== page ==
It is irritating enough to endure the condescension of a British writer who knows virtually nothing about Canadian culture, but when that writer is Victoria Glenndining, a novelist, biographer, and critic of note, who otherwise commands considerable respect, it is sad. She was, after all, educated at Oxford and many of us weren’t. For those not up on the international furor, Glendinning recently served on the Giller Prize jury and subsequently, in The Financial Times, September 12, showed clearly why she should have graciously declined. As a mystery writer, I don’t expect ever to be subject to her judgement, literary or otherwise. As an ex-critic specializing in Canadian literature, a cultural theorist of modest achievement, and the author of several obscure books of postmodern metafiction, written while I was still harbouring “literary” pretentions, I am indifferent to the whingeing twaddle of a disaffected elderly twit. But, I really do resent stupidity, especially when I as a Canadian am its victim. Ignorance is one thing but an utter absence of civility and common sense is another. It is abusive.
Glendinning thinks we use funny words like “eavestrough” and “toque, “ and we sit in funny devices we have the temerity to call Muskoka chairs (pause for laughter). Our writers write about “families down the generations with multiple points of view and flashbacks to Granny’s youth in the Ukraine or wherever.” The Americans, who are, of course, exactly like us, “do not bang on so about their heritage and antecedents.” We have a tendency to author “unbelievably dreadful” novels, many of which come from, and worse still, are set in, funny sounding places like “Saskatchewan, Manitoba, Nova Scotia, Newfoundland. That’s maybe because small publishers too are now subsided, and they proliferate.” (Damned profligate Canadians!) “If you want to get your novel published, be Canadian.”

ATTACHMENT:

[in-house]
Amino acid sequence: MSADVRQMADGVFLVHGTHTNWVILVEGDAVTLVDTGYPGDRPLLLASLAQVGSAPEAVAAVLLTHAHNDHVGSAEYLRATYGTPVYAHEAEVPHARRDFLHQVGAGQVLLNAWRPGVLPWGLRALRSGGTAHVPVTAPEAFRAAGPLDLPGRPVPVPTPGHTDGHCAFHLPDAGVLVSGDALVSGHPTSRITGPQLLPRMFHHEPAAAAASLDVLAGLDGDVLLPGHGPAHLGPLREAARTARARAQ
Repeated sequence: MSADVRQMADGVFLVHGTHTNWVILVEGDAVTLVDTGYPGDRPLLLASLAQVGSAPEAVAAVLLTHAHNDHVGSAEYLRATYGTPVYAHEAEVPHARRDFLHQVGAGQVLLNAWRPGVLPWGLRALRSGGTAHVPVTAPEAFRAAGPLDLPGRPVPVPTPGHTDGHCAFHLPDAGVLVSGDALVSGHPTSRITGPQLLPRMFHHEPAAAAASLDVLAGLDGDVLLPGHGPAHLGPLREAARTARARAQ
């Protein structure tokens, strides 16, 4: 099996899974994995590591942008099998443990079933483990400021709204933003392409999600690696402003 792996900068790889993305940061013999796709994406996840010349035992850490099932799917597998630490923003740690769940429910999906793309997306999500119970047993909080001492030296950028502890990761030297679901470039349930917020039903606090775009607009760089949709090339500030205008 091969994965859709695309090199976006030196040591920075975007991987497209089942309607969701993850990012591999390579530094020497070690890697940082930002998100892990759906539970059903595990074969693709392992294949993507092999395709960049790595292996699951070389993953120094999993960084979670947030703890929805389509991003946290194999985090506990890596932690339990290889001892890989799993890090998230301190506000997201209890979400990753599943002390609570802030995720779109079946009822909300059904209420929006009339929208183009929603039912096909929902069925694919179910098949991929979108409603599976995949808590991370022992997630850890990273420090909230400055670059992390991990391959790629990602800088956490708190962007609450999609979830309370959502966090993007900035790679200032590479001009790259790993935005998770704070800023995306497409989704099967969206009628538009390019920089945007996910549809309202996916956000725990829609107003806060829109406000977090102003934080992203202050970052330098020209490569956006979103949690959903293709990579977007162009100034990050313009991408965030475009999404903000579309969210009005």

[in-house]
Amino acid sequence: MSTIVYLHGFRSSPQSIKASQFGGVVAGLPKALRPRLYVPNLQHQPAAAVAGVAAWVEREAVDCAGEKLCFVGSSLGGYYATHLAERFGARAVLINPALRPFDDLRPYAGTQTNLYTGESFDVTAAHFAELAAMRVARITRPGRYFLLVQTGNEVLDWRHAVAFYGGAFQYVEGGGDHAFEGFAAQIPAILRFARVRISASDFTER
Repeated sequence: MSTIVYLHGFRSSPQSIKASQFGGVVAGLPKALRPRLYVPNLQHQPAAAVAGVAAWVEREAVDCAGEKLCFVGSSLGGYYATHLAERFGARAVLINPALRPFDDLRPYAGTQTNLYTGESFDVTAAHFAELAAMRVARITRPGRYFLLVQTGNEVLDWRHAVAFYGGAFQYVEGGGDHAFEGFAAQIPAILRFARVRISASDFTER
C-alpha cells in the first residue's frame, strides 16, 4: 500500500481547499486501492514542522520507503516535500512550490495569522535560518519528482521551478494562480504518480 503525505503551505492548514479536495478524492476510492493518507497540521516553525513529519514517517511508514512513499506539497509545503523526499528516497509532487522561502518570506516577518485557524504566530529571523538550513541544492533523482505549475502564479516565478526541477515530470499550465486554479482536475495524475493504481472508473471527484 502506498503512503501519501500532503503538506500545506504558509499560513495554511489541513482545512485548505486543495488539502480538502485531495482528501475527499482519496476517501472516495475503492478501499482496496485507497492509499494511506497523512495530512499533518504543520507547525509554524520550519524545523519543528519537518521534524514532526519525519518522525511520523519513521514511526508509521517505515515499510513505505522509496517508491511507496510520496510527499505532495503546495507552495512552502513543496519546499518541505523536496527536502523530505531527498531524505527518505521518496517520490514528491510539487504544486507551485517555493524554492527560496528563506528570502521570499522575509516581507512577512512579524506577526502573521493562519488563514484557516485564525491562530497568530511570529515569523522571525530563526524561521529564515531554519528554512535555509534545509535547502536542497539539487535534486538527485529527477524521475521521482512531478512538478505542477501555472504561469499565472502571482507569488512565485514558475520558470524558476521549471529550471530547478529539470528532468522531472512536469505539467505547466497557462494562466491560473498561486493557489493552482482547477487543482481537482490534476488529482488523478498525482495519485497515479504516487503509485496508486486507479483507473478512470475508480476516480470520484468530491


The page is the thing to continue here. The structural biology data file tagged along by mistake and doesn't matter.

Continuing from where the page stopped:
And if you know nothing about Canadian cultural history but still want to comment on it, you may get your graceless tripe published in The Financial Times. Apparently all it takes is a degree from Oxford and a reputation of sorts.